Jason Michael Mitchell, who until recently was accused of burying human remains on the property he shared with his wife, has died, Forsyth County District Attorney Jim O’Neill confirmed late Tuesday afternoon.
Forsyth County sheriff’s deputies were dispatched at 6:03 p.m. Monday to 3555 Brookbank Drive in Pfafftown, where Jason and Mary Mitchell lived and where the still-unidentified remains were found four years ago. Christina Howell, a spokeswoman for the sheriff’s office, said deputies went out to the house on the report of a shooting. She confirmed that the body of a person was found at the house but declined to say whether it was Mitchell.
She said investigators have determined that the person who was found at the house died from an apparent suicide. The sheriff’s office would not release further information.
“Out of respect for the family, we do not and will not release information on suicides,” Howell said.
When asked if Mitchell’s death was being investigated as a homicide or a suicide, O’Neill said that the Rules of Professional Responsibility prohibited him from commenting about a pending investigation.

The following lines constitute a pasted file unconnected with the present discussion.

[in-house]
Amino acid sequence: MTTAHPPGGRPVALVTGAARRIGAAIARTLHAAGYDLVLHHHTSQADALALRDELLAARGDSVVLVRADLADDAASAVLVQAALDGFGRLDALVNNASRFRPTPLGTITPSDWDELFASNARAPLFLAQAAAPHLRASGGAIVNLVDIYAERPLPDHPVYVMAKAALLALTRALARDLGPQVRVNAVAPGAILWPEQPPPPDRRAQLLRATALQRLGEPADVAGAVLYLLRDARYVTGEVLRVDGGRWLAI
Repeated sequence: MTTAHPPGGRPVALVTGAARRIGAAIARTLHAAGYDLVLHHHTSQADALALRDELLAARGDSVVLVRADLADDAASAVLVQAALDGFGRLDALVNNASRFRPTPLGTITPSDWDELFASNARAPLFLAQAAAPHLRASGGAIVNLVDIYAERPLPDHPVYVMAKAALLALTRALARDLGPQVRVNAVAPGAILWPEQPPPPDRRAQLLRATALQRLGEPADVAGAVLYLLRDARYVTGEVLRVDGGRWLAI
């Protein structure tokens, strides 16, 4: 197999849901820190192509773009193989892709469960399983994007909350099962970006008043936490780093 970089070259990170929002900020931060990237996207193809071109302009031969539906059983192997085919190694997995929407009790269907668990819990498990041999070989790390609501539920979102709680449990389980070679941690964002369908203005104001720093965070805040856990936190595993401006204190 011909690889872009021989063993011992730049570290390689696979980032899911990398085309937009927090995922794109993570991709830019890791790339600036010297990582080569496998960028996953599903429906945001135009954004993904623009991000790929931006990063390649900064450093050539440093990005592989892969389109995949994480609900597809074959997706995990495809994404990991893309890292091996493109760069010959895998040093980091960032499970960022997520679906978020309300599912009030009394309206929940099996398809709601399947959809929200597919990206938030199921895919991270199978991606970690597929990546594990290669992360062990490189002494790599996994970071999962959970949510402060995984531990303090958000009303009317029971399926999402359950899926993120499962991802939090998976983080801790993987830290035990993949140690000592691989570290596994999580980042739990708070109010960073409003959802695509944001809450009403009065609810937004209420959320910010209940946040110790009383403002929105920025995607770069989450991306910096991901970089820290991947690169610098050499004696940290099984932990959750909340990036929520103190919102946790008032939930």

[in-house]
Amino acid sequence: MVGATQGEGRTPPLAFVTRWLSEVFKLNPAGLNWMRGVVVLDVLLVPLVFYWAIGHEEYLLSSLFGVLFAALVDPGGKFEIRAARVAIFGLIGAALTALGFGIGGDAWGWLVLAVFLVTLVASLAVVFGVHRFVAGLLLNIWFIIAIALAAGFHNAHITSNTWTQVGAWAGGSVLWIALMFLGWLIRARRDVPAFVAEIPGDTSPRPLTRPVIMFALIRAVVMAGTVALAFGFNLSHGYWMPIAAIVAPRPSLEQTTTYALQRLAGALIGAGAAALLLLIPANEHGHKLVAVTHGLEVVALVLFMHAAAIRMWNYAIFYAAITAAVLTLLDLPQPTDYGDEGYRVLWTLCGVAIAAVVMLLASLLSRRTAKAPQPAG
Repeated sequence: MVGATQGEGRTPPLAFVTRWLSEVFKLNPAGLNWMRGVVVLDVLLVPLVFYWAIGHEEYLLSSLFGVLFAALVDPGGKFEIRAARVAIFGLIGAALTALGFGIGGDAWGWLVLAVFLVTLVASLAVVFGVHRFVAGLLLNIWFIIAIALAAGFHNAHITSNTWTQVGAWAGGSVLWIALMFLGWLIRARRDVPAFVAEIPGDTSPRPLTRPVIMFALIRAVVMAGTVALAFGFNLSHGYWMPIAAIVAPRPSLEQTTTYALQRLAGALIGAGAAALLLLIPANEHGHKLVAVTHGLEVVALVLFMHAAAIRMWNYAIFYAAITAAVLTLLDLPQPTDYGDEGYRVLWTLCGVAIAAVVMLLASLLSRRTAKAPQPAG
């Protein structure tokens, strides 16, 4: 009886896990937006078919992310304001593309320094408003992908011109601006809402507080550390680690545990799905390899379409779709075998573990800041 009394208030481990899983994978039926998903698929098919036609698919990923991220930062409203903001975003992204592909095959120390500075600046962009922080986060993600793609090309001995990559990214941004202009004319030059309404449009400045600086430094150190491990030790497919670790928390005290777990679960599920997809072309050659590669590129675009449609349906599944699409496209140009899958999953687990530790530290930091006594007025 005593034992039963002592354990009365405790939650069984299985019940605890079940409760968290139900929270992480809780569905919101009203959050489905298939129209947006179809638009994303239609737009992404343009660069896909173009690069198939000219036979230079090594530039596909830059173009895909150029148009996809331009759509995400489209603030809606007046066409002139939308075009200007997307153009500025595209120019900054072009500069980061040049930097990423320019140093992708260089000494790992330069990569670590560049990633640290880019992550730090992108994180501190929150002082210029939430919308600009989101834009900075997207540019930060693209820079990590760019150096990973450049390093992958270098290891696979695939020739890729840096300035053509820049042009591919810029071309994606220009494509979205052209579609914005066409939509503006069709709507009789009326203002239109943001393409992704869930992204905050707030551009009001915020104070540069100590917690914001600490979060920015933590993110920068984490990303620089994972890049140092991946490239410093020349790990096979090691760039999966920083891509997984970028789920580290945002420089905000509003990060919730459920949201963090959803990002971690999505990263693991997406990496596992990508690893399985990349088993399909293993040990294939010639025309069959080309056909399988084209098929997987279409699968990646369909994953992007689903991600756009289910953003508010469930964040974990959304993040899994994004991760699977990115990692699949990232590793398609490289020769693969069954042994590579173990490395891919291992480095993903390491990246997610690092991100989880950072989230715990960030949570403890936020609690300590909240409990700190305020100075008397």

On Monday night, a Winston-Salem Journal reporter arrived at the Mitchells’ house and saw that a Forsyth County sheriff’s deputy patrol car was parked in front. The reporter walked three steps when a deputy approached and said the family wasn’t in any shape to talk about what happened and referred all questions to Howell.
Mitchell’s death comes nearly a month after Forsyth County prosecutors dropped the criminal cases against Mitchell, 38, and his wife, Mary Utleye Mitchell, 52. The Mitchells had each been charged with one count of felonious destruction of a human body or remains to conceal a death. Assistant District Attorney James Dornfried said in court papers that even with several public and private laboratories testing the remains, lab analysts had been unable to get a DNA sample.
And the remains provide no information about the manner of death, he said in court papers.
Without that critical information, Dornfried said in court papers, it would have been hard for prosecutors to successfully take the Mitchells to trial.
Although Jason Mitchell is dead, Forsyth County prosecutors reserve the right to re-open a criminal case against Mary Mitchell if new testing provides the information they need for a successful prosecution, including identifying the remains. If not, prosecutors would have to wait for new advancements in DNA testing, which could take years.
John Bryson, Jason Mitchell’s attorney, could not immediately be reached for comment. Bryson and Mary Mitchell’s attorney, Michael Grace, both filed motions to dismiss the criminal charges based on a speedy-trial violation. In the court papers they filed, they said the remains have been sent to the University of North Texas for further testing.